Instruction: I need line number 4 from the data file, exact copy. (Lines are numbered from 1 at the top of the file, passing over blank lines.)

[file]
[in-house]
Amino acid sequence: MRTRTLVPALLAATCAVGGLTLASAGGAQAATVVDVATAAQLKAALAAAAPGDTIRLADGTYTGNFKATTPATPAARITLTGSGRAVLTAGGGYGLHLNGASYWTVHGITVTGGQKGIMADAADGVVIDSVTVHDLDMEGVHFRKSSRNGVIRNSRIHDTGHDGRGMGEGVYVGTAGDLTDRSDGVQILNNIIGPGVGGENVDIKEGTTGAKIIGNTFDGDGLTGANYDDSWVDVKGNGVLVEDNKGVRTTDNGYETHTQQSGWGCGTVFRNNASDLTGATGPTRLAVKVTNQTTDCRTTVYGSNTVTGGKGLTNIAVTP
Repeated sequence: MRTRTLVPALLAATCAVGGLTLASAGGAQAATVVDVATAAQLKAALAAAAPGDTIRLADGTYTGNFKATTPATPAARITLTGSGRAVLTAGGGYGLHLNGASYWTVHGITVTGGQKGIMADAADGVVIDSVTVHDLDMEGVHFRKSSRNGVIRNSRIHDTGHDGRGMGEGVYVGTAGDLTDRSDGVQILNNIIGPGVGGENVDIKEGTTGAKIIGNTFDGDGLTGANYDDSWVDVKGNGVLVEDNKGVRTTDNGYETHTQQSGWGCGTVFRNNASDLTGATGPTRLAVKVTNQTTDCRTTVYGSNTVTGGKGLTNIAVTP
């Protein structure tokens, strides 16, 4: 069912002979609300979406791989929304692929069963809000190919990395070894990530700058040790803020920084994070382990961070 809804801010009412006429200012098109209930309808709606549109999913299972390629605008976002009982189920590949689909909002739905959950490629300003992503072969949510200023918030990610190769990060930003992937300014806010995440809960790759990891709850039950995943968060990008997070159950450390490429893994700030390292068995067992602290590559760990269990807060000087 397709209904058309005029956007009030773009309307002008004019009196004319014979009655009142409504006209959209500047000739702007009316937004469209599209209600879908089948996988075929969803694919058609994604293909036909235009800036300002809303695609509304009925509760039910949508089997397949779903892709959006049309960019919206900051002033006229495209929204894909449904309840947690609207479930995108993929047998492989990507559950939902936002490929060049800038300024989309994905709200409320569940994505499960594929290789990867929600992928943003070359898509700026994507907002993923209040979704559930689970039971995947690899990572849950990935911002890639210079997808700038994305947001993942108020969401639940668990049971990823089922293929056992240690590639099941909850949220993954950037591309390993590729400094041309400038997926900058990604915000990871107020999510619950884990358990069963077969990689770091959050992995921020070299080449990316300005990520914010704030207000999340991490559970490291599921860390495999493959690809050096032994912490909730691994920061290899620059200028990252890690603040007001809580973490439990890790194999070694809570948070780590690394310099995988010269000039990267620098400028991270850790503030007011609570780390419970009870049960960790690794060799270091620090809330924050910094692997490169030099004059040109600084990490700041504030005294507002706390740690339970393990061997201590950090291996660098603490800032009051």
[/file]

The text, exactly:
């Protein structure tokens, strides 16, 4: 069912002979609300979406791989929304692929069963809000190919990395070894990530700058040790803020920084994070382990961070 809804801010009412006429200012098109209930309808709606549109999913299972390629605008976002009982189920590949689909909002739905959950490629300003992503072969949510200023918030990610190769990060930003992937300014806010995440809960790759990891709850039950995943968060990008997070159950450390490429893994700030390292068995067992602290590559760990269990807060000087 397709209904058309005029956007009030773009309307002008004019009196004319014979009655009142409504006209959209500047000739702007009316937004469209599209209600879908089948996988075929969803694919058609994604293909036909235009800036300002809303695609509304009925509760039910949508089997397949779903892709959006049309960019919206900051002033006229495209929204894909449904309840947690609207479930995108993929047998492989990507559950939902936002490929060049800038300024989309994905709200409320569940994505499960594929290789990867929600992928943003070359898509700026994507907002993923209040979704559930689970039971995947690899990572849950990935911002890639210079997808700038994305947001993942108020969401639940668990049971990823089922293929056992240690590639099941909850949220993954950037591309390993590729400094041309400038997926900058990604915000990871107020999510619950884990358990069963077969990689770091959050992995921020070299080449990316300005990520914010704030207000999340991490559970490291599921860390495999493959690809050096032994912490909730691994920061290899620059200028990252890690603040007001809580973490439990890790194999070694809570948070780590690394310099995988010269000039990267620098400028991270850790503030007011609570780390419970009870049960960790690794060799270091620090809330924050910094692997490169030099004059040109600084990490700041504030005294507002706390740690339970393990061997201590950090291996660098603490800032009051």